Art Seen: International

PHILIPPE PARRENO // PALAIS DE TOKYO

by Tara Plath

Currently installed in the colossal expanses of Palais de Tokyo are the sculptures, videos, and installations of French artist Philippe Parreno. The entirety of the museum has been given to the artist as grounds for an unprecedented solo exhibition, ANYWHERE, ANYWHERE OUT OF THE WORLD. The experience of overlapping sounds, images, text, and even shifting climates, challenge the viewer with unceasing stimulation – often bordering on sensory overload. Yet, there is a ghostly quality to the exhibition – whether it is the animated, never-quite-whole characters of his videos, the appropriated works of other artists, or the various sounds made by unseen bodies, Parreno succeeds in staging the Palais de Tokyo with an unparalleled atmosphere of absence, despite its abundant stimulation.

Exhibition view, Philippe Parreno, "Anywhere, Anywhere, Out Of The World", Palais de Tokyo, 2013. Liam Gillick, Factories in the snow, 2007. Photo: Aurélien Mole.

Exhibition view, Philippe Parreno, “Anywhere, Anywhere, Out Of The World”, Palais de Tokyo, 2013. Liam Gillick, Factories in the snow, 2007. Photo: Aurélien Mole.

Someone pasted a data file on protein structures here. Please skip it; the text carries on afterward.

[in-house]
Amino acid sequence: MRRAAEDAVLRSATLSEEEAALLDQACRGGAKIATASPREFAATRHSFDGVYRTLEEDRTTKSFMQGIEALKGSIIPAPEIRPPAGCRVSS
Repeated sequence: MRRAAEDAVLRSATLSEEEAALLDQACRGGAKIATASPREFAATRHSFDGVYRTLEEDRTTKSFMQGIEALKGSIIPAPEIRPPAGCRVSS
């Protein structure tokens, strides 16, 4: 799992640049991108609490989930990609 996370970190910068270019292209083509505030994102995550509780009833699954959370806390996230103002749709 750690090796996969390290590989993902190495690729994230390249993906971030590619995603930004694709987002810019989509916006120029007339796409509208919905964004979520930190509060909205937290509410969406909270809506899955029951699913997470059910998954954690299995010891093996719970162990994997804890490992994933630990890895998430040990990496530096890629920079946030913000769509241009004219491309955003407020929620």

Upon entering the exhibition space, one is immediately captivated by enormous free-standing LED panels; the exposed grid-work of lights depict a series of videos which immediately prepare the viewer for the experience to follow. One video work fills the screen with the face of an infant. The camera shifts and zooms, as stripes of static distort the increasingly agitated baby. The child quickly transforms from curious to distressed; its cries filling the exhibition hall, while the invasive motions of the camera refuse to relent. It is this unrelenting address that runs through the exhibition, almost as though each room attempts to outdo the previous experience through its chosen stimulants. Titles of works are embedded in slides of text that run quickly on small LCD screens installed in the gallery walls throughout the exhibition. Other slides of text describe a range of vague situations, characterized by human behavior, in cold and observational language.

Exhibition view, Philippe Parreno, "Anywhere, Anywhere, Out Of The World", Palais de Tokyo, 2013. Philippe Parreno, TV Channel, 2013 (detail). Courtesy Pilar Corrias Gallery. On screen: Fleurs, 1987. Courtesy of the artist. Photo: Aurélien Mole.

Exhibition view, Philippe Parreno, “Anywhere, Anywhere, Out Of The World”, Palais de Tokyo, 2013. Philippe Parreno, TV Channel, 2013 (detail). Courtesy Pilar Corrias Gallery. On screen: Fleurs, 1987. Courtesy of the artist. Photo: Aurélien Mole.